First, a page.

Nearly a month went by without any new posts, despite my recent statements about blogging in earnest. I found that teaching writing classes not only involved lots of time grading papers but also focused my interest on writing. I'm actually writing a lot in various journals and notebooks, but was not focusing in the short run on material I wanted to post here. Finally, in the month of July, I managed to resume my average of one post per day for the month. I plan to surpass that volume from here on out. What I post here, combined with my daily writing in journals, is mostly fine-tuning what I hope to publish in a memoir about my experiences in education as student, parent, teacher, supporter and critic.
Meanwhile, I am still available for guiding local nature hikes. Contact me at email@example.com to inquire about rates and parameters of time, distance, and personal needs regarding matters of health and fitness.
I have been teaching since 1965 and have recently joined the English Department as an Associate Faculty member at Feather River College. Recently taught Nature Literature in America and am currently teaching Interpersonal Communication and Basic Reading and Writing.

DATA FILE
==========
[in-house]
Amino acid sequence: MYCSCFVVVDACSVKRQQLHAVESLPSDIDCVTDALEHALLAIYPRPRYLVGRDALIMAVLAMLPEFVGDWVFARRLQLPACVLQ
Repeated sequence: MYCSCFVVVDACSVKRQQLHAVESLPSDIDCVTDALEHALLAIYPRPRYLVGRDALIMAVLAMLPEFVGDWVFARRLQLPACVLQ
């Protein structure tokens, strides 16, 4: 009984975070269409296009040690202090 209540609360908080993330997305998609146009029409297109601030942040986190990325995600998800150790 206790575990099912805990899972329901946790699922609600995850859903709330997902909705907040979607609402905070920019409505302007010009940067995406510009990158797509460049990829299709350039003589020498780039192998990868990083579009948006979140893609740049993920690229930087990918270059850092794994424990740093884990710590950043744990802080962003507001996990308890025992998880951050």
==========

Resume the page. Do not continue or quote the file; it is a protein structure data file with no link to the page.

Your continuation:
I got hooked on staring into a saucepan again this morning. As usual, I saw something new. Or, perhaps something old seen in a new way. I was cooking oatmeal when I notice bubbles on the rim of the pan above the oatmeal. While the heat coming from below was sufficient to boil the water, then keep boiling once the oatmeal was added, apparently the rim of the pan remained cold enough (not difficult in my inadequately heated house) to cause the vapor to condense before it left the scene. This brought to mind the idea of micro-habitats, something I've discussed and photographed often on this blog. When nature's little habitats are examined closely, on a scale smaller than human, we often discover radically different conditions of light, temperature and moisture in places only inches apart. I assume that microorganisms split hairs even further and detect "climate variations" only microns apart. Besides the evaporation and condensation apparent here, I also enjoyed how the foam around the edges of the pan resembled the foam associated with waves breaking at the seas shore. That thought led to my looking deeper into the oatmeal itself at which point I was visualizing
what is often called "primordial ooze" or "primordial soup," the sort of habitat where life might have originated on Earth or elsewhere. As I stared at the oatmeal I remember algae-laden hot springs seen in Yellowstone and Lassen Parks, among other places, and imagined the famous Miller-Urey experiment being done in nature rather than in the lab. If I could control these stove-top experiences better, it seems like they'd have lots of potential for high school lab simulations. I hope this doesn't cause anyone to lose interest in eating their oatmeal. It's really good for you!